Les Miles’ Failure To Land New Coaching Job Is Unsurprising

For the first time since 2000, Les Miles will not be the head coach of a college football program. The reasons for that are both straightforward and murky.

Seventeen new head coaches were named in the yearly coaching carousel following the 2016 season. A few – Luke Fickell, Major Applewhite, Geoff Collins – became head coaches for the first time. Others – Tom Herman, Matt Rhule, Willie Taggart – took a major step up from their previous positions.

Some men are getting a second (or third) chance, with Lane Kiffin accepting the FAU job and Ed Orgeron becoming the full-time coach at LSU after serving as interim during most of the regular season.

When glossing over the names of the seventeen men, there is one person who surprisingly doesn’t appear: Les Miles.

Miles’ name was out there for several opportunities. That isn’t a shock considering the success he had at both Oklahoma State and LSU, winning a national title and two SEC titles at the latter before being unceremoniously fired in September. What is stunning is the fact all of those jobs came and went without the affable Miles charming his way through an introductory press conference.

The arguments are straightforward as to why a program would be lucky to have Miles. He does, after all, boast an all-time record of 141-55 in 15-plus seasons as a head coach. The reasons for turning him away and opting with someone else of lesser pedigree, however, are not as clear.

Age could be one explanation. Miles is 63, so rebuilding a program at, say, Purdue or remaining a long-time presence at a program like Houston is working against him. Schools, and more importantly, the leaders of the athletic department and boosters, want someone that will commit to a program for the foreseeable future. After one full recruiting cycle, Miles would be in his late-60s and an easy target for negative recruiting harpies floating retirement rumors.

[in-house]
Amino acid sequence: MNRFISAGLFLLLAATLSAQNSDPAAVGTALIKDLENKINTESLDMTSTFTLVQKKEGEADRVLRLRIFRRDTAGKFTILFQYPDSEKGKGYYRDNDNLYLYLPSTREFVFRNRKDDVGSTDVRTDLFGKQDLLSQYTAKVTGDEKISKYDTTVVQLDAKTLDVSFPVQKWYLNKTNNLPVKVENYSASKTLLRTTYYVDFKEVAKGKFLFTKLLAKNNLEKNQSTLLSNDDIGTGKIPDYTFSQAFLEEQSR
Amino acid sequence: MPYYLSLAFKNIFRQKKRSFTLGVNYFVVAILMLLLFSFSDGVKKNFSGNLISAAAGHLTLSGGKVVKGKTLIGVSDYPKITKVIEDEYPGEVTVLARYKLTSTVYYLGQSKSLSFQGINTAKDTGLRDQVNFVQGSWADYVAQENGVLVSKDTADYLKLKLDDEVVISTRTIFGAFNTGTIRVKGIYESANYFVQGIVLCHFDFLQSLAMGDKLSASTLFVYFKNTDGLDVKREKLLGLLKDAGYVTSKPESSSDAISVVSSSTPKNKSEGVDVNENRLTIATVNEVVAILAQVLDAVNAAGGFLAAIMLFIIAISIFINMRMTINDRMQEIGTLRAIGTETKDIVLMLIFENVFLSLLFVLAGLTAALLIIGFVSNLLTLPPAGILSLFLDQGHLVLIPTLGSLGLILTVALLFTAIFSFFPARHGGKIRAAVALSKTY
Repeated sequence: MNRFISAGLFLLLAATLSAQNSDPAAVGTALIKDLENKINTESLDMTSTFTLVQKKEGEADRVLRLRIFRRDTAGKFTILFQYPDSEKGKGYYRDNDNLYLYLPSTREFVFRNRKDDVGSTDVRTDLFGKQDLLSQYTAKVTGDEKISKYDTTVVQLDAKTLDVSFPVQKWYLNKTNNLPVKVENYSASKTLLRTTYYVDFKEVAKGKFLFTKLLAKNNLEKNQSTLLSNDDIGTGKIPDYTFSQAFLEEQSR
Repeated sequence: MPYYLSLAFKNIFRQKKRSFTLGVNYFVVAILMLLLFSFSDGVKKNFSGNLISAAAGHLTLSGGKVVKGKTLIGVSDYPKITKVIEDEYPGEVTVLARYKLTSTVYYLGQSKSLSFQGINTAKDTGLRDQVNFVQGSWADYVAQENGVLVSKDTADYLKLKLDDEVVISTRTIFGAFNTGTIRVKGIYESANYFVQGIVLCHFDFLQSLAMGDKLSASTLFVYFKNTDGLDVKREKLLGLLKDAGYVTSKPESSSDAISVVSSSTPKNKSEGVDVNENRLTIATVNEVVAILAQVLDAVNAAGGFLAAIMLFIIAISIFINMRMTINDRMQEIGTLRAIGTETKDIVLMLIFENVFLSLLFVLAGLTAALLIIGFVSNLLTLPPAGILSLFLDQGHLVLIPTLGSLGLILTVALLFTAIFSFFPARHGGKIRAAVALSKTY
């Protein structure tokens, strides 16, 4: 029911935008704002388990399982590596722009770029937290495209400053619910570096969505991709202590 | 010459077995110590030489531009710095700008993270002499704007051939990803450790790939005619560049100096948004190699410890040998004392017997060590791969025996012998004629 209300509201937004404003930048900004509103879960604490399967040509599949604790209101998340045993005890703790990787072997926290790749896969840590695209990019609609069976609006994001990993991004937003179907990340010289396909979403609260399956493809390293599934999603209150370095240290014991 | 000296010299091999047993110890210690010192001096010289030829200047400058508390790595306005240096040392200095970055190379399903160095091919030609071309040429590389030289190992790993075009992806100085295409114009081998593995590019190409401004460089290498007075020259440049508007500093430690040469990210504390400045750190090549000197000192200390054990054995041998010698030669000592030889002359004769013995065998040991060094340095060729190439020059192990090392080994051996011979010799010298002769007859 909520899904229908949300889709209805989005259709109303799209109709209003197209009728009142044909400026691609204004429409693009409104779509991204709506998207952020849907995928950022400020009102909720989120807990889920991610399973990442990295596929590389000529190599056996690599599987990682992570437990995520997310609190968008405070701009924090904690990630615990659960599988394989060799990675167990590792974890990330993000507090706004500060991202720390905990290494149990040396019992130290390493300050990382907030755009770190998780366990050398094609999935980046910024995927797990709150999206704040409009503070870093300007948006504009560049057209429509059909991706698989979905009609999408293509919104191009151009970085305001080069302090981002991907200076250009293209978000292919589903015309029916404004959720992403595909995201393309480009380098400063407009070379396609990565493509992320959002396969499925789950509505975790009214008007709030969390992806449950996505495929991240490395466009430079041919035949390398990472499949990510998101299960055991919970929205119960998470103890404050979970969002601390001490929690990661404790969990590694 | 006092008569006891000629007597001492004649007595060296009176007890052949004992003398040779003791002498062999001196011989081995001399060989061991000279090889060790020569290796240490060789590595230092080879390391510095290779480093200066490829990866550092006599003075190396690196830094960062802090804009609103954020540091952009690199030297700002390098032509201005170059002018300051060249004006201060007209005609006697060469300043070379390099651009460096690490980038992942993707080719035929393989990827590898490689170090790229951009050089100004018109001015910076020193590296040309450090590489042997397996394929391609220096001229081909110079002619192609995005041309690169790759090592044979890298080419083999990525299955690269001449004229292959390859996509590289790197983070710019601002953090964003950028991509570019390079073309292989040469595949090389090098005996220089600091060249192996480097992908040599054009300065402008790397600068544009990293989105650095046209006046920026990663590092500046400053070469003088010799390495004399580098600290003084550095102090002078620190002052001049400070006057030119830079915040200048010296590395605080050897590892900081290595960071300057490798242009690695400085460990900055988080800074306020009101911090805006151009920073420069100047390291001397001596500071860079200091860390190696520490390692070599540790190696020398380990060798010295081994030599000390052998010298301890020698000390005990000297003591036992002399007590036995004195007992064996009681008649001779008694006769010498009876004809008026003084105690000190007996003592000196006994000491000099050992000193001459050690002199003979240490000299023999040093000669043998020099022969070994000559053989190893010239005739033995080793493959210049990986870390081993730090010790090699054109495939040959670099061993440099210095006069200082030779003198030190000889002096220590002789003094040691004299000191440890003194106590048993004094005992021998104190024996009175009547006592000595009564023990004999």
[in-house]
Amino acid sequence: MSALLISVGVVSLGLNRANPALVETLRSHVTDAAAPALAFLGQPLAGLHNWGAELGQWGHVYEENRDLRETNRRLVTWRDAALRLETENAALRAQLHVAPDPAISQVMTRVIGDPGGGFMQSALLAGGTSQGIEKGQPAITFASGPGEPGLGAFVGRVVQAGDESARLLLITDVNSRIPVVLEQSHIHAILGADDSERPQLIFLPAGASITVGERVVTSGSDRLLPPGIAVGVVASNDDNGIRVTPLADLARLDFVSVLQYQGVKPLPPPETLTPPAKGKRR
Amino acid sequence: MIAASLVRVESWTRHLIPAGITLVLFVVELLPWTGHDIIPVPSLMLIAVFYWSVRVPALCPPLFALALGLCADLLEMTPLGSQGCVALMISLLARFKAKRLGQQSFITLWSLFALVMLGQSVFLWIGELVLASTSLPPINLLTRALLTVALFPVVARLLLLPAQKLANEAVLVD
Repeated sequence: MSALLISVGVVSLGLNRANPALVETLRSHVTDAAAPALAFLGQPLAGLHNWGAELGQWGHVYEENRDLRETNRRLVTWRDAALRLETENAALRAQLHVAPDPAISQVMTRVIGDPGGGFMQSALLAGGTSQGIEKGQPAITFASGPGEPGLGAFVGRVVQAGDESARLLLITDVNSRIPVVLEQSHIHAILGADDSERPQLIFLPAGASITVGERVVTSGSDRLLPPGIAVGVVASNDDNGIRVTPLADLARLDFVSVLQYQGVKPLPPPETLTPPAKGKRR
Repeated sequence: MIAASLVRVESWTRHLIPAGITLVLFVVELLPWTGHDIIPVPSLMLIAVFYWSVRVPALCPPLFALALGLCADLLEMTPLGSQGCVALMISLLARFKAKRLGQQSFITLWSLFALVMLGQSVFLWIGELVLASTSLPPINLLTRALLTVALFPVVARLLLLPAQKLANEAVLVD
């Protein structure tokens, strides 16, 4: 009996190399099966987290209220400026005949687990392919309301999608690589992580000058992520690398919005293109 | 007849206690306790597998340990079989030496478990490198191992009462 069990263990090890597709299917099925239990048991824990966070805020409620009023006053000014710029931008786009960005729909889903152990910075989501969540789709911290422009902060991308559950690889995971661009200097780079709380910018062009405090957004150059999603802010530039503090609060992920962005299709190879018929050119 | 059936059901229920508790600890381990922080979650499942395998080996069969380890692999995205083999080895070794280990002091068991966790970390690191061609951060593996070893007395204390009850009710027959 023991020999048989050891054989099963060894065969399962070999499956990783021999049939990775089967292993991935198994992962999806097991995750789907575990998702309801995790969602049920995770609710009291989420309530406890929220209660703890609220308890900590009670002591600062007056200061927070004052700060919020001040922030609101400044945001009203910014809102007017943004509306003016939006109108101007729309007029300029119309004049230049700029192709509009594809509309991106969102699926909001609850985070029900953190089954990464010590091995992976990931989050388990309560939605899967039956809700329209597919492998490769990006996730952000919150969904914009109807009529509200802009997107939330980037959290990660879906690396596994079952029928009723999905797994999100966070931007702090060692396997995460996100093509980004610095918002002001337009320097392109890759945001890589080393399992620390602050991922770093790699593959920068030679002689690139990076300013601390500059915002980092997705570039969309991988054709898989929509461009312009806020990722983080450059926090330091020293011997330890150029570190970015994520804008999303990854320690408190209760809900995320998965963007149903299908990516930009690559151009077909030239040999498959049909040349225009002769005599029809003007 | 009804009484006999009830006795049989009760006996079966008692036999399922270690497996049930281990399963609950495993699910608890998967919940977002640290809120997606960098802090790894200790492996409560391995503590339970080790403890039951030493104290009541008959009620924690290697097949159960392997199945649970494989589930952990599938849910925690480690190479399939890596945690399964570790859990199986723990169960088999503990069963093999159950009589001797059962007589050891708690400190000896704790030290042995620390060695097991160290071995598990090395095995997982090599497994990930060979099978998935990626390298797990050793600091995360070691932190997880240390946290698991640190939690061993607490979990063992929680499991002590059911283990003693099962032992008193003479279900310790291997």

Miles is also known as someone reticent to deviate from his ways, which is one of the main reasons for his ouster in Baton Rouge. The college game is ever-changing, and Miles was stubborn to a fault, even keeping offensive coordinator Cam Cameron after the Tigers continued to struggle on offense and develop. His team’s inability to put points on the board may have scared some programs – Baylor and Oregon, for example – that love the up-tempo, high speed systems to which Miles seemed averse.

As for Texas, it’s difficult to envision the Longhorns’ powers-to-be accepting a coach that had just been fired the previous season.

It’s also not like Miles was willing accept any job thrown his way either. Some schools that were hiring are stepping stones. There is little chance that Miles would go from Tiger Stadium to the Georgia Dome as the head man of the Georgia State Panthers. Winning championships is important to him, and he has openly stated his desire to lead a program willing to invest in the resources necessary for a title. As much, schools like Purdue and Indiana, that are middle of the pack on a good season, were out of the question.

Certainly, Miles could just be content with spending more time with his family, appearing on television every now and then, and living a life that he has never known due to always being deep into the game. It is not like he is struggling financially, not with the $4.3 million he was making annually at LSU along with the buyout the school is due to pay him.

Whatever the reason, Miles will not be strolling a college sideline, clapping manically after a big play, chomping on blades of grass for good luck and responding to questions with answers that you aren’t sure totally makes sense for the first time since 2000.

The game will be a little less entertaining without him.

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